No, the OpenBSD people are so close to absolutely correct that it's not worth calling the
difference. Bugs cause something unexpected to happen. If unexpected things happening was
acceptable then you wouldn't bother with security, just say "That was unexpected" when
anything bad happens.
Here's a nice simple example. You have a program which examines NTFS formatted hard disks to
check that everything on the disk is authorised by the company. The program is pretty simple,
but it has a small bug.
The bug is that it assumes all NTFS filenames are Unicode strings. This seems like a
reasonable assumption, because most likely every NTFS filename you've ever seen was a Unicode
string, and all the files you tested with have such names, there isn't any way to "type in"
anything except Unicode strings as the name for a new file in Explorer or Word or similar
software, so why would you assume anything else?
But now you've created an incentive to construct files with non-Unicode names. Perhaps the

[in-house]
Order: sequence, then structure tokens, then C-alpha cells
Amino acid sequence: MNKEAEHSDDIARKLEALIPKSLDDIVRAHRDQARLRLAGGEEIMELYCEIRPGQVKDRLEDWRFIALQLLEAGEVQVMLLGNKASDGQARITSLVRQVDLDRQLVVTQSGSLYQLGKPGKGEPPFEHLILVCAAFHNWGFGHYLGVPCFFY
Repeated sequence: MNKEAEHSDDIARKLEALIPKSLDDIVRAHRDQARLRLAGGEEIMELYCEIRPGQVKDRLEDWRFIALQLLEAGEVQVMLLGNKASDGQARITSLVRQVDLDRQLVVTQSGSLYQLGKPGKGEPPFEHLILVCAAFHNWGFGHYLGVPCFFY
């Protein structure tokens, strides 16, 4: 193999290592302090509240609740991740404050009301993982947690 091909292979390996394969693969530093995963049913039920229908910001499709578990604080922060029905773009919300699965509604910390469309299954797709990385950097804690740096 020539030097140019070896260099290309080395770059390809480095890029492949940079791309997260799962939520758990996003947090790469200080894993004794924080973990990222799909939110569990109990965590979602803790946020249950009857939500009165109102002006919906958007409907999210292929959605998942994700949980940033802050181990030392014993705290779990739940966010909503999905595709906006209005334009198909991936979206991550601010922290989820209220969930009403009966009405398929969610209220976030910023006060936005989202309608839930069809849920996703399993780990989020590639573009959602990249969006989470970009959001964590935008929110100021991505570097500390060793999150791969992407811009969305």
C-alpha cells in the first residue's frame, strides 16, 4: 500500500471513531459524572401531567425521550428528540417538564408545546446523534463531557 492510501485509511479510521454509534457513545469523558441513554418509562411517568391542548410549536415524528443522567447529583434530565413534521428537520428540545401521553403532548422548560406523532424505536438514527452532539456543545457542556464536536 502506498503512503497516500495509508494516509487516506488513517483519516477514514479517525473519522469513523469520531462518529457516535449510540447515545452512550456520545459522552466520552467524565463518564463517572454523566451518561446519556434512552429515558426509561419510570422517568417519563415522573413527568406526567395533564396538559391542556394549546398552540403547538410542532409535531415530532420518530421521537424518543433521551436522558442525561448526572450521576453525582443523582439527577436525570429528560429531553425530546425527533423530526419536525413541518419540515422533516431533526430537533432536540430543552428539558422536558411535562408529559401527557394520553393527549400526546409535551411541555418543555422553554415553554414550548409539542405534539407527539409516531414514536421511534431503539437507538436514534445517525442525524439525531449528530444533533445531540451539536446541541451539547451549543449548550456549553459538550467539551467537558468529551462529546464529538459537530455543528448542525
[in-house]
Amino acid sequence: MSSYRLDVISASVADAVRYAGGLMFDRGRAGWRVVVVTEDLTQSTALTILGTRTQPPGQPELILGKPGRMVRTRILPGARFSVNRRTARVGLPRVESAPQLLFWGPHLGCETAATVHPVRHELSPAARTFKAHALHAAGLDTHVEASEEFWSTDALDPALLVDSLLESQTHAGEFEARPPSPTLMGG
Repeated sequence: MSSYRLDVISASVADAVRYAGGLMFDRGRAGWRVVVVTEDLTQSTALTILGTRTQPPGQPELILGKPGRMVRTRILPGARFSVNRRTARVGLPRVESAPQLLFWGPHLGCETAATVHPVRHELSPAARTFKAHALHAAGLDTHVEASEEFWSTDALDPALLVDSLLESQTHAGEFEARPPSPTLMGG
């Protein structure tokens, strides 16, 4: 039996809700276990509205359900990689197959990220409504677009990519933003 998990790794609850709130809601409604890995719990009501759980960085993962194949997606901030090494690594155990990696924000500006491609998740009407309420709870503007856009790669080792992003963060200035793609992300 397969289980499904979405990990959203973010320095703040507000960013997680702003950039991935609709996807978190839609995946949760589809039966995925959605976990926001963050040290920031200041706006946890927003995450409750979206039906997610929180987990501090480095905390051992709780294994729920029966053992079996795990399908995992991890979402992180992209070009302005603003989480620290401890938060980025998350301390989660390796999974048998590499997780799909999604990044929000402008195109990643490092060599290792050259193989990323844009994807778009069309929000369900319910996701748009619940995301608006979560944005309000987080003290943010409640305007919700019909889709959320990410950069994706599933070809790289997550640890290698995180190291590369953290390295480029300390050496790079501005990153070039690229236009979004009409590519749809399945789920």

code sequence 0xFFFF 0xFFFE 0xFEFF 0xFFFF would be a good name for a file. Your buggy software
cannot convert this into a Unicode string, so it ends up in an exception handler that you
never realised could be called under such circumstances. The exception handler normally fires
when a file has been deleted before it can be examined, so it just tidies up and moves on to
the next file. So now the magic file is invisible to your software and you have a security
There are billions of assumptions like this, regardless of whether you're programming in LISP
or Fortran, and if any of them are wrong in a security sensitive application the security
probably doesn't work. Worse, the only people likely to find out have an incentive not to tell
you. That's why security is actually hard, although you wouldn't think it from all the Mickey
Mouse security consultants and 3rd rate security software.
Oh and yes, it turns out that although the Win32 APIs don't believe in files with non-Unicode
names, the underlying NT kernel, like the Linux kernel, considers them all to just be opaque
identifiers. Don't laugh too loud at the programmer who wrote one byte too many into an array,
you'll have your own foot in your mouth soon enough.